This research does not duplicate any prior work. To date, there is only one study, from Iran, that evaluates the effectiveness of ketamine in high risk patients, or those that present as acutely suicidal to the ED. This was a single blinded trial that utilized 0.2mg/kg infused over one minute. The study indicated significant decrease in their measurement outcomes. However, they concluded that ketamine is not a good choice for treatment because it did not meet their cut off values. Their results might have been influenced by the rapid infusion over one minute, which differs from our study as well as the vast majority of the literature. We believe the slower 40-minute infusion is necessary for optimal results, as the larger dosage has produced more clinically meaningful results in prior studies, and the slower infusion produced less negative side effects. They chose the minimal dose shown to diminish SI41 200 ng/ml (0.2 mg/kg), which provokes lateral nystagmus.35 This protocol utilizes a higher dose, 0.5 mg/kg, which is the ED50 for narcosis. Our study is medically relevant because dosage effects on SI have not been studied. Comparison of our studies may address questions regarding the optimal dose and infusion rate.
The BSSI will measure the severity of SI. It is based on the interviewer rated version of the original Scale for Suicidal Ideation (SSI), which is one of the few document suicide assessment tools with predictive validity for suicide completion. The internal reliability, test and retest validity, as well as invariance over time has been demonstrated for the BSS. Furthermore, the first five items of the BSSI are a common clinical screening for the presence of suicidal thoughts. For these reasons, the BSSI was chosen as our primary outcomes measure. Two studies have indicated that the cut off between high and low risk is a BSS ≥ 2. A recent investigation has determined BSSI ≥ 6 is predictive of future suicide attempts. These two values will serve in our analysis.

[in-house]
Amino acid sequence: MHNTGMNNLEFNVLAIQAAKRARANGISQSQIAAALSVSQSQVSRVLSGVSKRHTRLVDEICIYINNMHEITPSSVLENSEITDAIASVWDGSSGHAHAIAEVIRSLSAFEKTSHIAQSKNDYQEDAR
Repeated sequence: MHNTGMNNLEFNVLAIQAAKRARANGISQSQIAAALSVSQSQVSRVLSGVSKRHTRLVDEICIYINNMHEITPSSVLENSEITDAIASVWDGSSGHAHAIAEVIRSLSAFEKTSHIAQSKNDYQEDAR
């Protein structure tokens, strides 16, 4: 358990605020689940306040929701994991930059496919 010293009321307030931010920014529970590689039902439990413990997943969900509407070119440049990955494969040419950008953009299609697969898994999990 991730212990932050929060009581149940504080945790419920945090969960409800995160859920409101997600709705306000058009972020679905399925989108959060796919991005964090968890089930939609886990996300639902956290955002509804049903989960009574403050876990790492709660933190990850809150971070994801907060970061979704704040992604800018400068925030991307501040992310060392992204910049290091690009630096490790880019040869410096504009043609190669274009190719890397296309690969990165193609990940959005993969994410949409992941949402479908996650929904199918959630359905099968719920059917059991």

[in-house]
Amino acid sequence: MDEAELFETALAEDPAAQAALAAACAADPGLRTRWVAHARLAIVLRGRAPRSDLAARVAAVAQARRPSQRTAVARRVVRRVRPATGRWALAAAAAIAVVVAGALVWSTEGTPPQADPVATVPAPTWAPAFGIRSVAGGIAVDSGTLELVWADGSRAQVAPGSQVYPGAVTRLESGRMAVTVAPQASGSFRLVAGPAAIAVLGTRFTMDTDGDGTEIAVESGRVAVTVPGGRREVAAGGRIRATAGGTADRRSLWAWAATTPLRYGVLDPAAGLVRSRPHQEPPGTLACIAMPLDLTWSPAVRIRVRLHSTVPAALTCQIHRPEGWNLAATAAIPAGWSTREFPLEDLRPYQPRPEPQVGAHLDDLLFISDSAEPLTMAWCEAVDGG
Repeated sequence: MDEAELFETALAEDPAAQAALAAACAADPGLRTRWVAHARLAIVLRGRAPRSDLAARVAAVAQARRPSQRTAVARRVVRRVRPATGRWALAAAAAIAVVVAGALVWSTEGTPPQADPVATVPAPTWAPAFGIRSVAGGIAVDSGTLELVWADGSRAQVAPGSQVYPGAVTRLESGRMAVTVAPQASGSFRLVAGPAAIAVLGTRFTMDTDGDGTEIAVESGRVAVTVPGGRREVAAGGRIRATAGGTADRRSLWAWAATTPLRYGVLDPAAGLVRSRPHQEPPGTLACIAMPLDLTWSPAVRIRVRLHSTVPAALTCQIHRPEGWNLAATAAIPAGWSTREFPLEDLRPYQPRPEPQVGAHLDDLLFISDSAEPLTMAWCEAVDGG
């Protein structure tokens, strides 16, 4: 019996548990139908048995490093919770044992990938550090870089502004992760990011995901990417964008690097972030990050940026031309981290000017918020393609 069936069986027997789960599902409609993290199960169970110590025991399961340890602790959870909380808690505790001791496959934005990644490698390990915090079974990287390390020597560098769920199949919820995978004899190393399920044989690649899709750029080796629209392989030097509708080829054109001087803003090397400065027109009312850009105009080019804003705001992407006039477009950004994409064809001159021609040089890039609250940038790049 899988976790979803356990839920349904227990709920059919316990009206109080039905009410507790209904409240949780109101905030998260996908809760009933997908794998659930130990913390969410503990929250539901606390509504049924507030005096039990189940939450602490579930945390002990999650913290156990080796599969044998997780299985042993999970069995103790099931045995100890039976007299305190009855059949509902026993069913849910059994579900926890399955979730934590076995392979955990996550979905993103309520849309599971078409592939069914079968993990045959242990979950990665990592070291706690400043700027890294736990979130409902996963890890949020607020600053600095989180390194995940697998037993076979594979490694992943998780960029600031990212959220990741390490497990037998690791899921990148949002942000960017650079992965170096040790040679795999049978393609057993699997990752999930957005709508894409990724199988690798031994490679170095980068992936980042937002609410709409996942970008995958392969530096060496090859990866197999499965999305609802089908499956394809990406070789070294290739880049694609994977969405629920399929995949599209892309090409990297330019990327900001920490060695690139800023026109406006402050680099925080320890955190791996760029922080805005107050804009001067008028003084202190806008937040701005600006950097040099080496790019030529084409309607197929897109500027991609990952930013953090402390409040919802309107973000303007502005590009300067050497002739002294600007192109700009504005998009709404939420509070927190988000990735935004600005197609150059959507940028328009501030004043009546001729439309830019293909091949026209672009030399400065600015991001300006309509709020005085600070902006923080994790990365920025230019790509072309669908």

The Montgomery- Åsberg Depression Rating Scale (MADRS) is a widely known 10 item clinician administered measure of depression severity. Since it's development in the late 1970s, it has become more popular than the gold standard, Hamilton rating scale for Depression (HAM-D). It is considered to be more sensitive to change, just as effective, and simpler to use clinically. However, the reliability depends on good interrater agreement. Difficulties in clinical trial to show signal detection for known effective drugs have implicated clinician administered measurement as a possible source of error. To avoid poor interrater reliability, rater bias, and variable interview quality, this trial will utilize the self-administered version of the MADRS-S. This has 9 items and a total score ranging from 0 to 27.50 The scoring of MADRS-S has shown to be similar to that of physician scoring.